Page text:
(b) Unclear and have a color 0- Unclear and have a color (b) 
Safety satisfaction Water supplied to your home is safe for drinking. (a) Totally agree (b) Agree 1-Agree (a, b), 94.3%b 
(c) Disagree (d) Totally disagree 0-Disagree (c, d)a 
Risk perception on chlorination Chlorination may create health effects in long term. (a) Totally agree (b) Agree 1-Agree (a, b), 68.8%c 
(c) Disagree (d) Totally disagree 0-Disagree (c, d)a 
Risk perception on chemical addition in water treatment Chemical addition in water treatment is harmful to your health. (a) Totally agree (b) Agree 1-Agree (a, b), 78.2%c 
(c) Disagree (d) Totally disagree 0-Disagree (c, d)a 
Applying home purification methods* When you drink tap water, usually Drink directly from the tap/Drink after boiling and/or filtering/Do not drink tap water. 0-Drink directly from tap, 26.5%d 
1- Drink after boiling and/or filtering 
2 - Do not drink tap water. 

These variables were not included in binary logistic regression, because more than 90% of respondents are satisfied.

*There were 11 respondents who do not drink tap water. They were totally removed in regression analysis.

aAgree (totally agree and agree were combined in binary logistic regression), Disagree (totally disagree and disagree were combined in binary logistic regression).

bShows the percentage of the consumers who are satisfied.

cShows the percentage of the consumer who perceive risk.

dShows the percentage of the consumers who apply a home purification method.

Multivariate models for perception of water quality and service delivery

Logistic regression was used in statistical analysis of data. Answer options were dichotomized for using binomial logistic regression analysis, which minimizes the complexity of the model. Table 2 shows all the details on dichotomization of dependent variables. Explanatory variables were categorical variables with 2–6 categories (Table 3). This type of analysis is very useful in predicting the probability of occurrence of an event. Stepwise logistic regression was used in this analysis and SPSS 16.0 software package was used for analysis. In using stepwise procedure it evaluates the effect of each explanatory variable on the dependent variable being predicted (Hosmer & Lemeshow 1989). Explanatory variable selected at each step is the variable that contributes mostly to the increased significance of the regression based on the maximum likelihood ratio until all explanatory variables that have significant influence on the dependent variable is selected (Hosmer & Lemeshow 1989). In the current study, service satisfaction, taste satisfaction and perception on chemical addition and tendency of applying home purification methods were modeled against the selected independent variables (Table 3). Last category of each categorical explanatory variable was selected as the reference category in logistic regression (denoted REF). Model results are presented in the Table 4.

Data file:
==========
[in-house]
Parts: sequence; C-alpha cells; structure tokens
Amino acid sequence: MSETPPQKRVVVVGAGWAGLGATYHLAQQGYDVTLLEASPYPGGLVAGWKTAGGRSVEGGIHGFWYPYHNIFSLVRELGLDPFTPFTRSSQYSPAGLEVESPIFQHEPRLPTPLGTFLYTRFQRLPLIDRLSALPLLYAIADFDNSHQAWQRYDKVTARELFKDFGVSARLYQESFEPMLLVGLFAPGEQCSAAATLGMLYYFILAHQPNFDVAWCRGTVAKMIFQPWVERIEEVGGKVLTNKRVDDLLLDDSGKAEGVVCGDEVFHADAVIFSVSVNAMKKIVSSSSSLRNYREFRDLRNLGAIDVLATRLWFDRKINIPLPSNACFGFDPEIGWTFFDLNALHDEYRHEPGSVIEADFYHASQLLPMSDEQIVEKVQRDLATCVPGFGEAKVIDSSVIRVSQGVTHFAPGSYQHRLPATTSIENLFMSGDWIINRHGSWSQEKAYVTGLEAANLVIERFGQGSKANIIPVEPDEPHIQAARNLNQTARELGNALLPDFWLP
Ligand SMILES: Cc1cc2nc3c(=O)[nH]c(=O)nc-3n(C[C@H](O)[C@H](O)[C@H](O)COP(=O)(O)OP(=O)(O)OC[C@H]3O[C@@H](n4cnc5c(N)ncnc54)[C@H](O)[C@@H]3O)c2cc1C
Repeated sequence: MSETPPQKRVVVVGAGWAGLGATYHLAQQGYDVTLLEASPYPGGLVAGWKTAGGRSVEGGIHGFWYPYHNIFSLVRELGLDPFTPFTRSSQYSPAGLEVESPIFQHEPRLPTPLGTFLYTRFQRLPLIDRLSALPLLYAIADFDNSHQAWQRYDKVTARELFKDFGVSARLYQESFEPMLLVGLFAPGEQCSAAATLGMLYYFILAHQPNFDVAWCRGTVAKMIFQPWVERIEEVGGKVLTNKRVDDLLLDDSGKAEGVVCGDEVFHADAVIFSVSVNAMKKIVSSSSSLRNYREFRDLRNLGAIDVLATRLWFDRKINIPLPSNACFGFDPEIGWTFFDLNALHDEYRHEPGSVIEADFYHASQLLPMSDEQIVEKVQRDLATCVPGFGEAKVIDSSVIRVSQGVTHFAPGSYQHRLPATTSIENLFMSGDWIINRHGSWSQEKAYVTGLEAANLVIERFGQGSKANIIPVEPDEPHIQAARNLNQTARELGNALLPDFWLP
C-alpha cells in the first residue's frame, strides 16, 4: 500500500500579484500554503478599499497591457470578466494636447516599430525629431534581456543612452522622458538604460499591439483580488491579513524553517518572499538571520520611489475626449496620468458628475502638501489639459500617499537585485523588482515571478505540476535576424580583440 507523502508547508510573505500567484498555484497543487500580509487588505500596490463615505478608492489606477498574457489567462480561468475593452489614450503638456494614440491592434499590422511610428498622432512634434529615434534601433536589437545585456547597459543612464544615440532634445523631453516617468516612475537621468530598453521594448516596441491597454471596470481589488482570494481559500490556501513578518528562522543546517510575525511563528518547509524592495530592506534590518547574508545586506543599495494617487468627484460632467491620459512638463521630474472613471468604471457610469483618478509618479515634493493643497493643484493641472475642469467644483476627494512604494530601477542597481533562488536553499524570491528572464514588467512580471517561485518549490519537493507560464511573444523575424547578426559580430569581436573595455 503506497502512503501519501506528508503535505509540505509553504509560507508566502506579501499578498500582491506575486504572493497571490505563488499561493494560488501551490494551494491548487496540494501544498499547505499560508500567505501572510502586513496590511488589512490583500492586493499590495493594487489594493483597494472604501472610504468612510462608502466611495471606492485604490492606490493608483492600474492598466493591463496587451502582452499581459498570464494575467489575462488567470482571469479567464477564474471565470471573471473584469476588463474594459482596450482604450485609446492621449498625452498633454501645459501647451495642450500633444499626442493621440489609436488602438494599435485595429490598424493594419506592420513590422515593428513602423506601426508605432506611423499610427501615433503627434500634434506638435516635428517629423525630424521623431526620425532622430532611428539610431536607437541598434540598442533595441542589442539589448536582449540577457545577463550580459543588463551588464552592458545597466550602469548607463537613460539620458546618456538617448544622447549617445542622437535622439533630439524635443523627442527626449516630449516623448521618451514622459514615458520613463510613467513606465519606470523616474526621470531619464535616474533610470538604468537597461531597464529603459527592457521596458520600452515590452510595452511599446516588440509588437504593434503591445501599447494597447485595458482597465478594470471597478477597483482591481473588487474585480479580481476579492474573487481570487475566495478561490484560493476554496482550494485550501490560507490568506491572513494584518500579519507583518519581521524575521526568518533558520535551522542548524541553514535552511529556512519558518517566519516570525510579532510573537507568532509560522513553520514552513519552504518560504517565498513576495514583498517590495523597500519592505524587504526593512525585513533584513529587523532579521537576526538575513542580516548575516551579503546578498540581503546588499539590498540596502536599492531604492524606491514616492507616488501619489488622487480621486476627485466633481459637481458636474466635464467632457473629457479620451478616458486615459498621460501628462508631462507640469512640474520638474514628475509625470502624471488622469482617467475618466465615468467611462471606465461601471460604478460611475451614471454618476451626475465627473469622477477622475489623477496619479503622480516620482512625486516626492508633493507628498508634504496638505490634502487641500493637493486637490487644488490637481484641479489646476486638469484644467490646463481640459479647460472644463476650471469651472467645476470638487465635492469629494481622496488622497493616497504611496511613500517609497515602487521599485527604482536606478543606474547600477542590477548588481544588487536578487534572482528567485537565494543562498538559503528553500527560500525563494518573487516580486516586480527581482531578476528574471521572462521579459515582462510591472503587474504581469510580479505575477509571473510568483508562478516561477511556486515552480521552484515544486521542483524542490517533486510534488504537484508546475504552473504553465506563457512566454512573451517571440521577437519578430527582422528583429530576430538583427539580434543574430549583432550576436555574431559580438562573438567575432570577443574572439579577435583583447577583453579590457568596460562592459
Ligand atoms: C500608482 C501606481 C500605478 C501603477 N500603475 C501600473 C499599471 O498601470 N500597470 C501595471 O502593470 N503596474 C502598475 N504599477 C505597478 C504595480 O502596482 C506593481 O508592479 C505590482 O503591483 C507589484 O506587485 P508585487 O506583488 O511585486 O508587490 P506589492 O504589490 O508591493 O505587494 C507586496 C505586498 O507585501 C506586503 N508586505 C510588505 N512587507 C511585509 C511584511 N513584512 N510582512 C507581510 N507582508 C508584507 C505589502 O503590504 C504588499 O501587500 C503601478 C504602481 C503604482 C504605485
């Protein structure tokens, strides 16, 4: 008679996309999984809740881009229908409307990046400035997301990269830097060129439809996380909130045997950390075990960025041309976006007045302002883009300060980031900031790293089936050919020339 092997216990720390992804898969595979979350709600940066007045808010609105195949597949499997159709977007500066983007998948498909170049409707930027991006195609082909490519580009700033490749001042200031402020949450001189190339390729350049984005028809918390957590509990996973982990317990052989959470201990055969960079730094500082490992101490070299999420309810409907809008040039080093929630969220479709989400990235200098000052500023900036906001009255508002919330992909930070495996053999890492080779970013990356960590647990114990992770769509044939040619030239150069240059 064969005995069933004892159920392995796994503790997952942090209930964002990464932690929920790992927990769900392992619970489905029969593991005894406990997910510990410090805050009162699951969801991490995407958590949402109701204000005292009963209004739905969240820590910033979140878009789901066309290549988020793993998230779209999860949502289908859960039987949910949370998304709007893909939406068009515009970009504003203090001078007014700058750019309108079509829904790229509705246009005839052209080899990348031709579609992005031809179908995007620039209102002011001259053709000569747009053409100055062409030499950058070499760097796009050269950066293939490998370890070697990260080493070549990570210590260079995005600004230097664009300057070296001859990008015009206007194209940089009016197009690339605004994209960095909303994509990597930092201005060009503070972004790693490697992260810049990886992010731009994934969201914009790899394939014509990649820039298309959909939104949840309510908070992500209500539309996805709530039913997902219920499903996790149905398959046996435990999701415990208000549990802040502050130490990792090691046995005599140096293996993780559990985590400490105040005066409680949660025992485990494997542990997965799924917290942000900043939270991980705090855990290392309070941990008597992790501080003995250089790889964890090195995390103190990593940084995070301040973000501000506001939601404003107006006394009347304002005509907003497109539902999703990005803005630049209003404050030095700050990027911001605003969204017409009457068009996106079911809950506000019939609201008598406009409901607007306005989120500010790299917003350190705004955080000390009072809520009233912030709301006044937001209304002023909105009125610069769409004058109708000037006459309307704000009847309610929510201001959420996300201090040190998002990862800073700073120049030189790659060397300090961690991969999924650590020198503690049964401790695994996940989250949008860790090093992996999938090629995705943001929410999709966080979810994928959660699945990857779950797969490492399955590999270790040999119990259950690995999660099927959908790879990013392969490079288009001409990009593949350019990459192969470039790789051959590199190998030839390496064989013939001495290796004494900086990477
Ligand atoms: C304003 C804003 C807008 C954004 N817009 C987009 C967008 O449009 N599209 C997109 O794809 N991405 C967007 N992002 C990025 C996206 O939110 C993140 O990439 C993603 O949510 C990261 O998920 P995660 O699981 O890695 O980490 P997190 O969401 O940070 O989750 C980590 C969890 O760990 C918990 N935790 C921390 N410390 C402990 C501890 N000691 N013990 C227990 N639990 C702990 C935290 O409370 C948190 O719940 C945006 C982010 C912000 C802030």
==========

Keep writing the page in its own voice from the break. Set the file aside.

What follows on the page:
Table 3

Explanatory variables and categories for multivariate logistic regression

Explanatory variables Variable categories Variable definition 
Gender Male Gender of the respondent 
Female (REF)  
Age 18–34 years Age of the respondent 
35–49 years  
50 Years and over (REF)  
Education Upto GCE O/L Education level of the respondent 
Upto GCE A/L  
University Education (REF)  
Income Less than Rs. 25,000/- Household income 
Rs. 25,000–40,000/-  
More than Rs. 40,000/- (REF)  
Area  Geographical location 
Weherahena Suburban area- Distributed from Browns hill ground sump 
Uyanwatta Urban area – Distributed from Brownshill ground sump 
Godagama Suburban area – Distribution network extremity from Malimbada TP directly. 
Nupe - Rahula Urban area – Supplied after mixing treated water from both TPs. 
Mirissa Coastal suburban area- Distribution network extremity from Nupe distribution tank (treated water from Malimbada and Nadugala TP both mixed together) 
Nadugala (REF) Suburban area – Near Nadugala TP- Supplied by Nadugala TP only. 
Level of supply Continuous supply Level of water supply based on respondent opinion 
Intermittent supply (REF)  
Pressure Satisfactory Perceived pressure 
Low (REF)  
Explanatory variables Variable categories Variable definition 
Gender Male Gender of the respondent 
Female (REF)  
Age 18–34 years Age of the respondent 
35–49 years  
50 Years and over (REF)  
Education Upto GCE O/L Education level of the respondent 
Upto GCE A/L  
University Education (REF)  
Income Less than Rs. 25,000/- Household income 
Rs. 25,000–40,000/-  
More than Rs. 40,000/- (REF)  
Area  Geographical location 
Weherahena Suburban area- Distributed from Browns hill ground sump 
Uyanwatta Urban area – Distributed from Brownshill ground sump 
Godagama Suburban area – Distribution network extremity from Malimbada TP directly.